JNUC Reveals New Developments in Apple Access and Security Infrastructure

Tech giants come together to make business tech better at JNUC.
4 October 2022

Down with plastic passes – wave your Apple tech to enter.

Jamf is an organization that helps Apple fans get the most out of their devices and the whole Apple architecture. At the Jamf Nation User Conference (JNUC), between September 27th-29th this year, stacked end to end with heavyweights from Apple, Google, Okta, Microsoft, Amazon Web Services and SwiftConnect, among others, it revealed a solid handful of new developments, integrations, partnerships and projects that will help advance the capabilities of the Apple community in the year ahead.

Dean Hager, the CEO of Jamf, described the remit of this year’s conference as “simplifying the management and security of devices used for work.” That somewhat vague definition broke open to include lots of cybersecurity developments, from zero trust access to strong identity-based access to devices, servers, and even buildings – with elements including the beginning of a device revolution on access passes, shifting from old-style personalized passes to in-wallet digital passes.

“We are asking Jamf Nation two questions,” said Hager, expanding on the ‘vibe’ of the Conference. “Do your users love the technology they are using for work? And do your IT and security teams trust that technology? Our focus at Jamf is to ensure the answer to both of those questions is a resounding ‘yes’, with something we call Trusted Access.”

If the atmosphere of love and trust sounds vague and anodyne, it’s just possible you’ve never been to a Jamf Nation User Conference before. While the vibe may sound like an Extinction Rebellion march, the technological developments – and the philosophical rigor behind them – are absolutely hardcore, cutting-edge, and determined to change the way the technologically-enhanced business world looks like for the next two to five decades.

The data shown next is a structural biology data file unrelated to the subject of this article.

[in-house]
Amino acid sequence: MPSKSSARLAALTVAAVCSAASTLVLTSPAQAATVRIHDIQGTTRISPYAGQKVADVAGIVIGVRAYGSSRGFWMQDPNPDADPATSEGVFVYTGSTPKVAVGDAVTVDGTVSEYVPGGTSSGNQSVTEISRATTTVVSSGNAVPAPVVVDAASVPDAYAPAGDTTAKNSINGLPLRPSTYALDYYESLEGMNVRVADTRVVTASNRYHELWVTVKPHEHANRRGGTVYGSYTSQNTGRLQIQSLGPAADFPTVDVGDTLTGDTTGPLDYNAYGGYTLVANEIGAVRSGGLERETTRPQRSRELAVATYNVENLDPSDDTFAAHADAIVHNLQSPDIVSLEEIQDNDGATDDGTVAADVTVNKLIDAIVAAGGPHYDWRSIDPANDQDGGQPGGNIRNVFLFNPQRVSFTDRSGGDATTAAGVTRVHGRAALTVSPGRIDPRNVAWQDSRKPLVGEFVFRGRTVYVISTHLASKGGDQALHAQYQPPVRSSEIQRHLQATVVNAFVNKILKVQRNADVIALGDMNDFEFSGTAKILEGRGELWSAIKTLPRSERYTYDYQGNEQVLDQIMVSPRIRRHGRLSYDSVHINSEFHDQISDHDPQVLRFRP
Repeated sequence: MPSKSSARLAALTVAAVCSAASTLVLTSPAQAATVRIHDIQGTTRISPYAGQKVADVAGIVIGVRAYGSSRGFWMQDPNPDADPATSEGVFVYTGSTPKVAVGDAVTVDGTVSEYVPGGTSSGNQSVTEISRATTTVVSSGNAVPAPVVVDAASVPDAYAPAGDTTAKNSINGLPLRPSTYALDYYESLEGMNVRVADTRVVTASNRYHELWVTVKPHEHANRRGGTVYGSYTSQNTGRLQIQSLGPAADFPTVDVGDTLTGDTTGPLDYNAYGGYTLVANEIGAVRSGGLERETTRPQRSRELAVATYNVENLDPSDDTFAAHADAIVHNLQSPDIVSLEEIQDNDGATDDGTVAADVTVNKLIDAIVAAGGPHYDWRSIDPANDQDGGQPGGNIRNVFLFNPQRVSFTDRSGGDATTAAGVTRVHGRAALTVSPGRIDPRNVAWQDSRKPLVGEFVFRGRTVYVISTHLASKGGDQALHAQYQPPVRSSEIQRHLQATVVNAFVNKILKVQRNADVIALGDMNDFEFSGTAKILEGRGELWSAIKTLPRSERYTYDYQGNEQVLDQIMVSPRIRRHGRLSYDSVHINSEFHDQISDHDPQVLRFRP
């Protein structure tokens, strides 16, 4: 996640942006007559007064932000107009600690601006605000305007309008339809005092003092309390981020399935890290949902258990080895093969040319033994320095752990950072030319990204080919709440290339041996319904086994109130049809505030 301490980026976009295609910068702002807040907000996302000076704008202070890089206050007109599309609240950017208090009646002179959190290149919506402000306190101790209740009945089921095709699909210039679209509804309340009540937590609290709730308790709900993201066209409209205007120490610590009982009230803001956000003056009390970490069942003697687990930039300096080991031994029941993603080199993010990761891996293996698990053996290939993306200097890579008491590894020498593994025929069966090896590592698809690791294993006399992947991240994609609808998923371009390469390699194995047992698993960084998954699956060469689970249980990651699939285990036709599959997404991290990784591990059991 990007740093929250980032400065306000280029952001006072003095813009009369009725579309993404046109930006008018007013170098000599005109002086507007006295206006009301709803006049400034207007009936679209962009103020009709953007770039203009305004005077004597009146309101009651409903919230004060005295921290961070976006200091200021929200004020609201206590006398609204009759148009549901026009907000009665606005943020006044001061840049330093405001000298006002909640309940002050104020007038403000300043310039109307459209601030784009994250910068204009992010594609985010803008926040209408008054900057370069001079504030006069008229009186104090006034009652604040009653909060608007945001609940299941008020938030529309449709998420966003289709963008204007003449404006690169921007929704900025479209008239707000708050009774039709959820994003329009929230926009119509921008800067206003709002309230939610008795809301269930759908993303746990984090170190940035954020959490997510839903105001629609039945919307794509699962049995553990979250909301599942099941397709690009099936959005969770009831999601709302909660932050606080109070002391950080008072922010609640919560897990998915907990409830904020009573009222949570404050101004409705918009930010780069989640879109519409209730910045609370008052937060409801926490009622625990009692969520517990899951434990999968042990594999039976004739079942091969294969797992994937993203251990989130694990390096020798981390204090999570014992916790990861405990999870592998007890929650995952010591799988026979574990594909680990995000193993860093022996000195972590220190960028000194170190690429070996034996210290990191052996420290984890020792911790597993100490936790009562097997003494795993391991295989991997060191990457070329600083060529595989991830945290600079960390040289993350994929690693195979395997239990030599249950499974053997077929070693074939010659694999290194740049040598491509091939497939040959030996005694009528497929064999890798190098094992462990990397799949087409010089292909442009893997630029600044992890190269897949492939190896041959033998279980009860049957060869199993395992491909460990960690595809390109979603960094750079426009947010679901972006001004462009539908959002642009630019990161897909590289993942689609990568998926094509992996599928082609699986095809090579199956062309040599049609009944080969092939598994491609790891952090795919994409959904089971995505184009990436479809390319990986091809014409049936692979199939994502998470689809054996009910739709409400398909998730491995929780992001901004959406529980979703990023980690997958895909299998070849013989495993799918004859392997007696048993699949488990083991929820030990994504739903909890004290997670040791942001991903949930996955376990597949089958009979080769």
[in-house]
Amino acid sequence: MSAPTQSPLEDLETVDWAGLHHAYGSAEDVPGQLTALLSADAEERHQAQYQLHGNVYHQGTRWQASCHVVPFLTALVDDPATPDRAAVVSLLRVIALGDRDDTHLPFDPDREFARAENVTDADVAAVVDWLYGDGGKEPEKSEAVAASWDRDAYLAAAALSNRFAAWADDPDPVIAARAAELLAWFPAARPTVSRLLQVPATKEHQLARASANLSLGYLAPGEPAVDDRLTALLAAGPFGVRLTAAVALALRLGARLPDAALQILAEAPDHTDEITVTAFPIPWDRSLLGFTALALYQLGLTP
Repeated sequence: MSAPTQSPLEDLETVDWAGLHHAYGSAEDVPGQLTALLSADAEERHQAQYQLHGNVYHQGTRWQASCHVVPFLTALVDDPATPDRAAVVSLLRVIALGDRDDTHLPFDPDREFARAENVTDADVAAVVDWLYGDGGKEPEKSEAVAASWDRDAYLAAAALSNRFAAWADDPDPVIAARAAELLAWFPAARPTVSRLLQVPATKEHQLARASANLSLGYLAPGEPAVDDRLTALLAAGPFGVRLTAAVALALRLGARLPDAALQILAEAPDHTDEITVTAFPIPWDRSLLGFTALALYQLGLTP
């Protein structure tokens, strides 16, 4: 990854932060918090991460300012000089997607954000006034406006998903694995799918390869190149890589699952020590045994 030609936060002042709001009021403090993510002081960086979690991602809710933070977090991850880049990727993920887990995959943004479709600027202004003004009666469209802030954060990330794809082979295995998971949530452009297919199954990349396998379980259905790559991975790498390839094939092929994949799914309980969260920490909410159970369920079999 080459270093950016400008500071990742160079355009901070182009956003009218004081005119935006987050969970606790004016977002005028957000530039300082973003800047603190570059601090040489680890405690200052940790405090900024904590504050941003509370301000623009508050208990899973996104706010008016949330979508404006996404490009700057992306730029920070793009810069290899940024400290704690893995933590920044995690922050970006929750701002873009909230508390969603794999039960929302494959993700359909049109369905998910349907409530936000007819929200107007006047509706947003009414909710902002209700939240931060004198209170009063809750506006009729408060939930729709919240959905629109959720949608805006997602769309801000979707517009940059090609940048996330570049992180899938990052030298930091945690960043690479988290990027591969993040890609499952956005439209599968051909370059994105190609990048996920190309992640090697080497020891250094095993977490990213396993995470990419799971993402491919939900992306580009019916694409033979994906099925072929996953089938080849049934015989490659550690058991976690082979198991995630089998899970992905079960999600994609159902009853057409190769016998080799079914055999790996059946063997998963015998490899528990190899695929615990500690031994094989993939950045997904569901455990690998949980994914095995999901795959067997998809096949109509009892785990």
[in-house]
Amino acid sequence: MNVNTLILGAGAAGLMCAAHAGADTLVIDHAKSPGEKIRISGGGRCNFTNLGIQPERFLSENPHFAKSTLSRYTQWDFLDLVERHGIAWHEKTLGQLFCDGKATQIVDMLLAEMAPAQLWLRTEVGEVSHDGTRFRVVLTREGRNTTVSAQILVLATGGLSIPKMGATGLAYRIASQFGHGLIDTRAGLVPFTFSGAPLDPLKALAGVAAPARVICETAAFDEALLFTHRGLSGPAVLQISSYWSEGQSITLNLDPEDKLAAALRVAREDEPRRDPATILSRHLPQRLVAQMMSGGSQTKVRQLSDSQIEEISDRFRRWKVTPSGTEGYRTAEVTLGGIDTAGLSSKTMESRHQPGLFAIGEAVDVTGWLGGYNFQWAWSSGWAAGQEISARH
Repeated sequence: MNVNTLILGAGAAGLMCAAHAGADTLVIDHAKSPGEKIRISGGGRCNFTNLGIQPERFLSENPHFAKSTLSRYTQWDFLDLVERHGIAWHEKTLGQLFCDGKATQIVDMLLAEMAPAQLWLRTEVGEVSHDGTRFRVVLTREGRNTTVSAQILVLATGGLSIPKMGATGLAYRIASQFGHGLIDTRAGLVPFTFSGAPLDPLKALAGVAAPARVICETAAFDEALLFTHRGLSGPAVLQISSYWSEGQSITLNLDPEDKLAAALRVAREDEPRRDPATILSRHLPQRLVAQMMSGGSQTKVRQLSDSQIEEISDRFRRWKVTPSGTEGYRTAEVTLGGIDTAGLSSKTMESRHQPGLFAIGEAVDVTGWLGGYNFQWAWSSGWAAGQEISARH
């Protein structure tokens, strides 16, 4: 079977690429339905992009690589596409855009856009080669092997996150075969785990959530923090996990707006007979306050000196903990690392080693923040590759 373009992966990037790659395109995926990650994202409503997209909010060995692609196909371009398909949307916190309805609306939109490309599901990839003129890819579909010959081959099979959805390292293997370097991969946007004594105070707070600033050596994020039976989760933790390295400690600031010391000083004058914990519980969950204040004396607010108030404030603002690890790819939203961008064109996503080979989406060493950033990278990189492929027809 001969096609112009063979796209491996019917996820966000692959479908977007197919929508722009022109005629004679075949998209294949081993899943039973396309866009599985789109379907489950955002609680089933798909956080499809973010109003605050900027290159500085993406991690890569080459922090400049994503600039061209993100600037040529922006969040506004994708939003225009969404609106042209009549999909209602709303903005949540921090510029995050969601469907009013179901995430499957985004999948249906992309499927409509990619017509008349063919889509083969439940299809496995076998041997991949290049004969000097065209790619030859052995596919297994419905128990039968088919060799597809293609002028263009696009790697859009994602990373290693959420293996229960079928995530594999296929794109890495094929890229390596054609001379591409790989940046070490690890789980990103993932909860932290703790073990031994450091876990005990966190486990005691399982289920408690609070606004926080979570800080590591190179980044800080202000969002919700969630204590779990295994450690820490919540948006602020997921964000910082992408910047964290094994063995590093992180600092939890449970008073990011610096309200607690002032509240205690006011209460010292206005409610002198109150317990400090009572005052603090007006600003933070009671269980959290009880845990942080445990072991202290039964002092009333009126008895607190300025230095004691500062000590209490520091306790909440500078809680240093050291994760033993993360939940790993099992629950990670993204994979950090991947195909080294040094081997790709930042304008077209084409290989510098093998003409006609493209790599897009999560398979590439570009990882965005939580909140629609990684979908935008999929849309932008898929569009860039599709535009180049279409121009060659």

BYOD With A Difference

Tackling the BYOD (Bring Your Own Device) culture that has significantly bloomed in the pandemic and post-pandemic years, Jamf kicked of the conference by outlining its own new approach to the working model that appears to be here to stay.

With its own internal offering for BYOD, based on Jamf and Apple workflows, it aims to streamline the sheer amount of technology BYOD workers frequently carry by creating the bifurcated cellphone – used for both work and play. Apple cynics, of whom there are many, would say the idea smacks perfectly of the company’s ethos – an idea so useful it’s likely to get wide take-up, while nevertheless being based on the premise of a potentially unwarranted trust in authority.

The philosophy is for future generations to quibble over. The technology remains fairly impressive, including the like of employee self-enrolment and setup (independent of the tedious human process of IT department authorization, device partitioning for secure work with a separate partition for personal privacy (there’s the electronic trust in authority), a cloud-centered, identity-based single sign-on for all work applications and access to corporate data, and automatic zero-trust blocking of all compromised users and devices among a handful of other high-tech advancements. Perhaps the cutest element of the workflow is “Apple Focus” – a function that allows the iPhone to be switched between work-only and personal-only modes, so users can instantly differentiate and streamline their phone user journeys, and allegedly underscore the work-life balance of users.